JW:  Title IX says you can’t discriminate on the basis of sex in education but what did that mean?

PK:  They’re still fighting about it. We’ve taken it to a different level in terms of harassment of women in higher education and what kind of processes are required for fairness both to the woman and to the accused. The rules just changed recently.

JW:  Did this law apply to athletics?

PK:  That was the biggest argument then. They argued that for every man’s team there’d be a women’s team, you can imagine all of the variations. But in retrospect, that seems odd and easy compared to the kinds of conversations today which go to procedures and the fairness to men as well as women. I took a year’s leave from HEW and went to Georgetown Law School to teach. They wanted me to be the director of the Office of Civil Rights. I didn’t think that was a good idea for me in a Republican administration. So, I decided to stay at Georgetown.

I went to tell the secretary that I would not be coming back, I think he didn’t expect I would, and he asked if I’d like to join the first Bioethics Commission in the United States. It was a commission set up by Congress as a consequence of several debates. One was Tuskegee, which was revealed to the public in 1970. The Tuskegee Syphilis experiment was conducted in Tuskegee, Alabama, on black men who were followed for about 40 years to see whether they got syphilis or not.

They were deceived: they misunderstood why they were in a study. They did not receive treatments, after they became available, as members of the study. They did not consent to this study. Tuskegee has become the touchstone for minorities involved in medical research. To this day African-Americans are very reluctant to participate in clinical studies in the area of health.

Today I appreciate that we need to participate in those kinds of studies despite our fears, because we need diversity in research. Women were excluded from research during the same period. It wasn’t determined until the 80s that we need female participation in research for the same reason today that African-Americans need it. That is research done with men was not always helpful to women, there are a range of differences there.

The second big issue was whether we could do research on tissues from fetuses. If a woman had an abortion, could she consent in advance to research on the tissue that resulted from the abortion? In 1974 this was enormously controversial. Those were the hot button issues that led to the formation of the commission.

This is a very famous commission, it issued something called the Belmont Report. The Belmont Report has become the charter document for the broad principles that are utilized in research on human subjects. And the recommendations of the commission became federal regulations. We took a very conservative stance on fetal tissue, but the fetal tissue did not go away. I’ll come back to that.

JW:  What do you mean by conservative position?

PK:  A conservative position meant that we basically eliminated most of the fetal tissue research. Prior to this time, it was controversial, but it was done to help pregnant women who had issues with the pregnancy, in the interest of fetal health. And what we could learn for desired offspring. I did that for four years and it changed the trajectory of my life.

I concentrated on my teaching such as family law, which was just emerging in 1970 in new ways with the first No Fault Divorce Act in California. So, I taught family law, which was marriage and divorce. I taught the law of children and families, and I taught a seminar on bioethics. I did that for most of the time I was in law school.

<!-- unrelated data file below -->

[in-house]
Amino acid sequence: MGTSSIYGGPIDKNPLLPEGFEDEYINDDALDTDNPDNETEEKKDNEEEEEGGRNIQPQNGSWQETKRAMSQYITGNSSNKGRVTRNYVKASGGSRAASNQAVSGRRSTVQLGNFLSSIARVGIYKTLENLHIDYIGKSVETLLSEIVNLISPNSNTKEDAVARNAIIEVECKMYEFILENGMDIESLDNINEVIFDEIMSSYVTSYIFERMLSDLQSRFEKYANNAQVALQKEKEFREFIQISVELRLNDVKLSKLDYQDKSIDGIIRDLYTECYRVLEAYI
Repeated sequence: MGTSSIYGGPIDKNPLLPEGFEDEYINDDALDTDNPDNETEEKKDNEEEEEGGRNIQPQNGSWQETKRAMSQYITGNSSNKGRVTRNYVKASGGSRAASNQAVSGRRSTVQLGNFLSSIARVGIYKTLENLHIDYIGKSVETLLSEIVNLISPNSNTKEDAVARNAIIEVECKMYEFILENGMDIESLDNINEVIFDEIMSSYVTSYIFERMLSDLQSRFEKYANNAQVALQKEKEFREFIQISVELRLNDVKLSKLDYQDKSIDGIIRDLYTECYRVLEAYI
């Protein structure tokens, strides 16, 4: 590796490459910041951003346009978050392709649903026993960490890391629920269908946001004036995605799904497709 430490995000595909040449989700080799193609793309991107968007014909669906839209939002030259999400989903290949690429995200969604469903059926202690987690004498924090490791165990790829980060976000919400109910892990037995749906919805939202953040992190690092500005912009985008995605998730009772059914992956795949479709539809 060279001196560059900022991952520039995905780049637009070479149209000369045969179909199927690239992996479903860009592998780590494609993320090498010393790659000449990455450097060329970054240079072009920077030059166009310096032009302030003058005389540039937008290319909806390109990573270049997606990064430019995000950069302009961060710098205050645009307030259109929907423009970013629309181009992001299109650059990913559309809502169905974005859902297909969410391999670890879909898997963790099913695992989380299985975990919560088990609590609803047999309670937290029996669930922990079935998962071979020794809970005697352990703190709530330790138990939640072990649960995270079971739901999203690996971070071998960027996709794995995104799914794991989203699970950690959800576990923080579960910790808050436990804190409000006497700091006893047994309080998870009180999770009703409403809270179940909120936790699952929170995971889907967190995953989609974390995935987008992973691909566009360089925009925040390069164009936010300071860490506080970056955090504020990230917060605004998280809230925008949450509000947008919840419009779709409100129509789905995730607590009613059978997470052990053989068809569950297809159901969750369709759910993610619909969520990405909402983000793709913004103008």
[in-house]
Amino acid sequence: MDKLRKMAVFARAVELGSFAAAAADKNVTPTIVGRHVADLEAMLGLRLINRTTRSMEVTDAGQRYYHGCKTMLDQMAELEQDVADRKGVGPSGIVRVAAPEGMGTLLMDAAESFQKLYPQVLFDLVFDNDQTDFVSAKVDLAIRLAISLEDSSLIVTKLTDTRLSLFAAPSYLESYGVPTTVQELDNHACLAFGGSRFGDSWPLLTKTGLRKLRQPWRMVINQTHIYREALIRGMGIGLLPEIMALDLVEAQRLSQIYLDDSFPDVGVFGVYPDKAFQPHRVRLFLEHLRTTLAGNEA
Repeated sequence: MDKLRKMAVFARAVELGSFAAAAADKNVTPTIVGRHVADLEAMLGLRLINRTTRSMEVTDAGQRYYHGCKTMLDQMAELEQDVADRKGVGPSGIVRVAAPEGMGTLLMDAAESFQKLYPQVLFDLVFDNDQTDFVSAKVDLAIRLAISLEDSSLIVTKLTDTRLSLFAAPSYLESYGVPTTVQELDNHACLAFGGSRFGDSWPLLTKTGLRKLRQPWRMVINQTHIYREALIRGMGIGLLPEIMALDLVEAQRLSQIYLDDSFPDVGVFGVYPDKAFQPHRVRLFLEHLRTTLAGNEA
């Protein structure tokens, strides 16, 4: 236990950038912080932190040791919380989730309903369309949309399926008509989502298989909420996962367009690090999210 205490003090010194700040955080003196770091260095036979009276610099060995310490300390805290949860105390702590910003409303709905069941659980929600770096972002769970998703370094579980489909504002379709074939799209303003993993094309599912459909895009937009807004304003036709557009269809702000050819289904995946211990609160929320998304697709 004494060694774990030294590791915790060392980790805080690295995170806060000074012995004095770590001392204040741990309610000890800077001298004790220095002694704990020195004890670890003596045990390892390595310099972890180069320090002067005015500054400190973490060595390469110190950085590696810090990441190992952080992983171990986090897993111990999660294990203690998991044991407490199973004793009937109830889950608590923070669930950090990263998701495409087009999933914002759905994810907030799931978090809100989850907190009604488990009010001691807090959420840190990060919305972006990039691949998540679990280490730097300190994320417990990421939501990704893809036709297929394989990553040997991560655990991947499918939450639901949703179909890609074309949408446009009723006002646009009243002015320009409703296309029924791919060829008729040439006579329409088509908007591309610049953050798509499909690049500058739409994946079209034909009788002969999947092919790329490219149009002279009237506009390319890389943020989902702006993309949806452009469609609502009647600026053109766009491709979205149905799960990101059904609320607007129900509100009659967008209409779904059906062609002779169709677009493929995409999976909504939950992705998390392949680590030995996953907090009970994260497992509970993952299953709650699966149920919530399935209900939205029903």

In my early years I did writings on the reproductive rights of women. My big article for tenure was about Roe vs. Wade. I am the third woman to gain tenure at Georgetown. I am the first African-American to be tenured in the university. It was not an easy life. I have a lot of scars. I made a lot of good friends and a lot of people helped. After I wrote the article I was invited to speak in many places on those issues. I didn’t realize I had outsiders sitting in on my classes, those who were opposed to abortion.

Letters were going to the president of the university and he sent me a copy of one of the letters he wrote in return, affirming my right to speak, my right to teach. For a Jesuit institution it was extraordinary and extraordinary for the times. That’s a good story. And the bad stories relate to the ways that women can be harassed. They relate to the responses of students, particularly male students, being taught by a female professor who gave grades.

Looking back, I think that the changes came pretty rapidly. We started to hire more women, we started to admit more women as students. So, I’m talking about a really discrete period when it was really tough, where male colleagues didn’t think you were their equal. My friends from that period are all the women who came early because we used to get together often to exchange what was happening and gain strength from each other. One of those women became the first dean. Georgetown was one of the first schools in the country to have a woman Dean. We laugh about some of the bad times when we talk to each other. I think I’ve caught you up.

JW:  You have. Would you mind sharing about the time you were asked to testify in Congress about the person who might have been the first attorney general under Clinton?

PK:  I was not invited to testify against her. What I did, with respect to the woman who would have been the first attorney general, is that I was really appalled that the nominee had not paid the Social Security taxes, unemployment, taxes for her household employees. I didn’t know her, by the way. But I was appalled at the fact that she thought she could be attorney general and not do what the law required. So, I wrote an op ed piece for The Washington Post later repeated in The Wall Street Journal.

The title of that piece is She Broke the Law, that was the first statement. I argued about the importance to working class women of getting Social Security when they were older and having access to unemployment compensation. Those things come from my childhood. I grew up in a working-class home and I understood that working class women had lots of obstacles to overcome.